the allegorical school of interpreters. The circumstance that nothing
more is known of him may be adduced in confirmation of the argument that
this truly Platonic little work is not a forgery of later times.



ION


PERSONS OF THE DIALOGUE: Socrates, Ion.


SOCRATES: Welcome, Ion. Are you from your native city of Ephesus?

ION: No, Socrates; but from Epidaurus, where I attended the festival of
Asclepius.

SOCRATES: And do the Epidaurians have contests of rhapsodes at the
festival?

ION: O yes; and of all sorts of musical performers.

SOCRATES: And were you one of the competitors--and did you succeed?

ION: I obtained the first prize of all, Socrates.

SOCRATES: Well done; and I hope that you will do the same for us at the
Panathenaea.

ION: And I will, please heaven.

SOCRATES: I often envy the profession of a rhapsode, Ion; for you have
always to wear fine clothes, and to look as beautiful as you can is a
part of your art. Then, again, you are obliged to be continually in the
company of many good poets; and especially of Homer, who is the best
and most divine of them; and to understand him, and not merely learn
his words by rote, is a thing greatly to be envied. And no man can be
a rhapsode who does not understand the meaning of the poet. For the
rhapsode ought to interpret the mind of the poet to his hearers, but
how can he interpret him well unless he knows what he means? All this is
greatly to be envied.

ION: Very true, Socrates; interpretation has certainly been the most
laborious part of my art; and I believe myself able to speak about
Homer better than any man; and that neither Metrodorus of Lampsacus, nor
Stesimbrotus of Thasos, nor Glaucon, nor any one else who ever was, had
as good ideas about Homer as I have, or as many.

SOCRATES: I am glad to hear you say so, Ion; I see that you will not
refuse to acquaint me with them.

ION: Certainly, Socrates; and you really ought to hear how exquisitely I
render Homer. I think that the Homeridae should give me a golden crown.

SOCRATES: I shall take an opportunity of hearing your embellishments
of him at some other time. But just now I should like to ask you a
question: Does your art extend to Hesiod and Archilochus, or to Homer
only?

ION: To Homer only; he is in himself quite enough.

SOCRATES: Are there any things about which Homer and Hesiod agree?

ION: Yes; in my opinion there are a good many.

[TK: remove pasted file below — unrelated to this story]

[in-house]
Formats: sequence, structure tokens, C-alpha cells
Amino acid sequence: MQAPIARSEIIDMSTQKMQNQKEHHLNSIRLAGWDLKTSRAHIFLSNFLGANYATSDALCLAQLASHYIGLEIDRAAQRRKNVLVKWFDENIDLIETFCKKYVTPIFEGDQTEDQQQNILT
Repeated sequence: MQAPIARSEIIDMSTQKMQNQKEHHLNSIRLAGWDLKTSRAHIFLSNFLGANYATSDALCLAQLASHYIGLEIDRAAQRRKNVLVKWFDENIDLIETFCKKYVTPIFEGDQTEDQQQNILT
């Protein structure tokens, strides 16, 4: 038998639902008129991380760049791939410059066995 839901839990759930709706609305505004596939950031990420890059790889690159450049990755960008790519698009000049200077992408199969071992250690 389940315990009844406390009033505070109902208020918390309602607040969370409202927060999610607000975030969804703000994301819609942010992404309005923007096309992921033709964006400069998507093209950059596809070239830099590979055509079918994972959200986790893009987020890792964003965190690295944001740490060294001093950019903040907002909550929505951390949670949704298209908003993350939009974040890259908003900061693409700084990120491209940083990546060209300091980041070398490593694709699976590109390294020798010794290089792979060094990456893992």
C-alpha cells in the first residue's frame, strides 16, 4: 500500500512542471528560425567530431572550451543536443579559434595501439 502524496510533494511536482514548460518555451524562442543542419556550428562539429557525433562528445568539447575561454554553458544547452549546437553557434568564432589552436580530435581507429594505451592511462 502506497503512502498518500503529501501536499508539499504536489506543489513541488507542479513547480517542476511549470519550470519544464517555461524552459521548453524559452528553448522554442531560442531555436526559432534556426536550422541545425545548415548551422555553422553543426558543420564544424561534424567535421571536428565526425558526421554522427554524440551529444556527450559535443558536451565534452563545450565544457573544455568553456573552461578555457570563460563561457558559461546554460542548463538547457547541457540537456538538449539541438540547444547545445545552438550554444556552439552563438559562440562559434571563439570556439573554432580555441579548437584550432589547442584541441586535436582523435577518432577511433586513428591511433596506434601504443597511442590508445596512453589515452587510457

SOCRATES: And can you interpret better what Homer says, or what Hesiod
says, about these matters in which they agree?

ION: I can interpret them equally well, Socrates, where they agree.

SOCRATES: But what about matters in which they do not agree?--for
example, about divination, of which both Homer and Hesiod have something
to say,--

ION: Very true:

SOCRATES: Would you or a good prophet be a better interpreter of what
these two poets say about divination, not only when they agree, but when
they disagree?

ION: A prophet.

SOCRATES: And if you were a prophet, would you not be able to interpret
them when they disagree as well as when they agree?

ION: Clearly.

SOCRATES: But how did you come to have this skill about Homer only, and
not about Hesiod or the other poets? Does not Homer speak of the same
themes which all other poets handle? Is not war his great argument? and
does he not speak of human society and of intercourse of men, good and
bad, skilled and unskilled, and of the gods conversing with one another
and with mankind, and about what happens in heaven and in the world
below, and the generations of gods and heroes? Are not these the themes
of which Homer sings?

ION: Very true, Socrates.

SOCRATES: And do not the other poets sing of the same?

ION: Yes, Socrates; but not in the same way as Homer.

SOCRATES: What, in a worse way?

ION: Yes, in a far worse.

SOCRATES: And Homer in a better way?

ION: He is incomparably better.

SOCRATES: And yet surely, my dear friend Ion, in a discussion about
arithmetic, where many people are speaking, and one speaks better than
the rest, there is somebody who can judge which of them is the good
speaker?

ION: Yes.

SOCRATES: And he who judges of the good will be the same as he who
judges of the bad speakers?

ION: The same.

SOCRATES: And he will be the arithmetician?

ION: Yes.

SOCRATES: Well, and in discussions about the wholesomeness of food, when